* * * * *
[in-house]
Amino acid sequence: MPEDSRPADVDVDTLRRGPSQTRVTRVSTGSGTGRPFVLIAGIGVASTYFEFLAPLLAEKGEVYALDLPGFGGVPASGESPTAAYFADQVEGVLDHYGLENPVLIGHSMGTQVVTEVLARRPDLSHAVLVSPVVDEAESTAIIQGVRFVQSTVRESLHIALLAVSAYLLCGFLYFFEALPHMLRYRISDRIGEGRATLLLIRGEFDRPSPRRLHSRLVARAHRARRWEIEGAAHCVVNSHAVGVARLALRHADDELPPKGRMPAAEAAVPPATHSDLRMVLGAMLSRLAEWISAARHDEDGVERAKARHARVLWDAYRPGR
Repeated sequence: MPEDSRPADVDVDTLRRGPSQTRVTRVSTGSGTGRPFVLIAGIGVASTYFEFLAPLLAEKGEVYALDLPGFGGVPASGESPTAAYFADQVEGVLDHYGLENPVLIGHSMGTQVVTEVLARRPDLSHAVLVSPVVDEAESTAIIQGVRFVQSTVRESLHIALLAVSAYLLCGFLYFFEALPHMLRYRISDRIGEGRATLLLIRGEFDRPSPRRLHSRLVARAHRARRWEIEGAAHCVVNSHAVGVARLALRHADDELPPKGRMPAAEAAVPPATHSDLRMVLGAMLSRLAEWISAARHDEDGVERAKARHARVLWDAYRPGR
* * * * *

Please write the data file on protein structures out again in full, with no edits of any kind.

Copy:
[in-house]
Amino acid sequence: MPEDSRPADVDVDTLRRGPSQTRVTRVSTGSGTGRPFVLIAGIGVASTYFEFLAPLLAEKGEVYALDLPGFGGVPASGESPTAAYFADQVEGVLDHYGLENPVLIGHSMGTQVVTEVLARRPDLSHAVLVSPVVDEAESTAIIQGVRFVQSTVRESLHIALLAVSAYLLCGFLYFFEALPHMLRYRISDRIGEGRATLLLIRGEFDRPSPRRLHSRLVARAHRARRWEIEGAAHCVVNSHAVGVARLALRHADDELPPKGRMPAAEAAVPPATHSDLRMVLGAMLSRLAEWISAARHDEDGVERAKARHARVLWDAYRPGR
Repeated sequence: MPEDSRPADVDVDTLRRGPSQTRVTRVSTGSGTGRPFVLIAGIGVASTYFEFLAPLLAEKGEVYALDLPGFGGVPASGESPTAAYFADQVEGVLDHYGLENPVLIGHSMGTQVVTEVLARRPDLSHAVLVSPVVDEAESTAIIQGVRFVQSTVRESLHIALLAVSAYLLCGFLYFFEALPHMLRYRISDRIGEGRATLLLIRGEFDRPSPRRLHSRLVARAHRARRWEIEGAAHCVVNSHAVGVARLALRHADDELPPKGRMPAAEAAVPPATHSDLRMVLGAMLSRLAEWISAARHDEDGVERAKARHARVLWDAYRPGR